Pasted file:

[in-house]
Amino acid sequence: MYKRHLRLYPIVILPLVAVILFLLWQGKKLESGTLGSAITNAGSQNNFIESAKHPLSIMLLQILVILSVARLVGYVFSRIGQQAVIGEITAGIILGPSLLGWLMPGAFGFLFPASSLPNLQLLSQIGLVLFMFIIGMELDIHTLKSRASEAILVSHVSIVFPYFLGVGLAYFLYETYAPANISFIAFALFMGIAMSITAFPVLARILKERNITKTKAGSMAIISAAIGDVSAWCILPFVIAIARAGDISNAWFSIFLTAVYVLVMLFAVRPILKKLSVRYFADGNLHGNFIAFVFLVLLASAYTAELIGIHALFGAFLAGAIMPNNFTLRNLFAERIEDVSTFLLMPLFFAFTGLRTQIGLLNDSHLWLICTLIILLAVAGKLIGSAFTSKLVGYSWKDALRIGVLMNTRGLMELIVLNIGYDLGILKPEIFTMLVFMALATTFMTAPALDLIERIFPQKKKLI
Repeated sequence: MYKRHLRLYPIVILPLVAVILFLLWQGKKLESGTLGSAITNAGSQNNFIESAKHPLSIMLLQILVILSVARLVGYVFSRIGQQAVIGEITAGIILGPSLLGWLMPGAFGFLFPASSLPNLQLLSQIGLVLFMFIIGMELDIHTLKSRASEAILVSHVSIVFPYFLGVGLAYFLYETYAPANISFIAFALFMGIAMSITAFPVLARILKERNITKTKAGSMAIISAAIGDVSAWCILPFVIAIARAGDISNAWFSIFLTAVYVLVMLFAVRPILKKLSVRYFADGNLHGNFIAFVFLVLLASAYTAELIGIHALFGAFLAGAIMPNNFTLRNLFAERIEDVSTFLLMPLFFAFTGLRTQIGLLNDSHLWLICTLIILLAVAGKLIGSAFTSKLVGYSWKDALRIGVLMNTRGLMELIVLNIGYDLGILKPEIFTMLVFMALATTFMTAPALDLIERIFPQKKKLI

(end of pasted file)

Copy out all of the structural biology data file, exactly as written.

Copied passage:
[in-house]
Amino acid sequence: MYKRHLRLYPIVILPLVAVILFLLWQGKKLESGTLGSAITNAGSQNNFIESAKHPLSIMLLQILVILSVARLVGYVFSRIGQQAVIGEITAGIILGPSLLGWLMPGAFGFLFPASSLPNLQLLSQIGLVLFMFIIGMELDIHTLKSRASEAILVSHVSIVFPYFLGVGLAYFLYETYAPANISFIAFALFMGIAMSITAFPVLARILKERNITKTKAGSMAIISAAIGDVSAWCILPFVIAIARAGDISNAWFSIFLTAVYVLVMLFAVRPILKKLSVRYFADGNLHGNFIAFVFLVLLASAYTAELIGIHALFGAFLAGAIMPNNFTLRNLFAERIEDVSTFLLMPLFFAFTGLRTQIGLLNDSHLWLICTLIILLAVAGKLIGSAFTSKLVGYSWKDALRIGVLMNTRGLMELIVLNIGYDLGILKPEIFTMLVFMALATTFMTAPALDLIERIFPQKKKLI
Repeated sequence: MYKRHLRLYPIVILPLVAVILFLLWQGKKLESGTLGSAITNAGSQNNFIESAKHPLSIMLLQILVILSVARLVGYVFSRIGQQAVIGEITAGIILGPSLLGWLMPGAFGFLFPASSLPNLQLLSQIGLVLFMFIIGMELDIHTLKSRASEAILVSHVSIVFPYFLGVGLAYFLYETYAPANISFIAFALFMGIAMSITAFPVLARILKERNITKTKAGSMAIISAAIGDVSAWCILPFVIAIARAGDISNAWFSIFLTAVYVLVMLFAVRPILKKLSVRYFADGNLHGNFIAFVFLVLLASAYTAELIGIHALFGAFLAGAIMPNNFTLRNLFAERIEDVSTFLLMPLFFAFTGLRTQIGLLNDSHLWLICTLIILLAVAGKLIGSAFTSKLVGYSWKDALRIGVLMNTRGLMELIVLNIGYDLGILKPEIFTMLVFMALATTFMTAPALDLIERIFPQKKKLI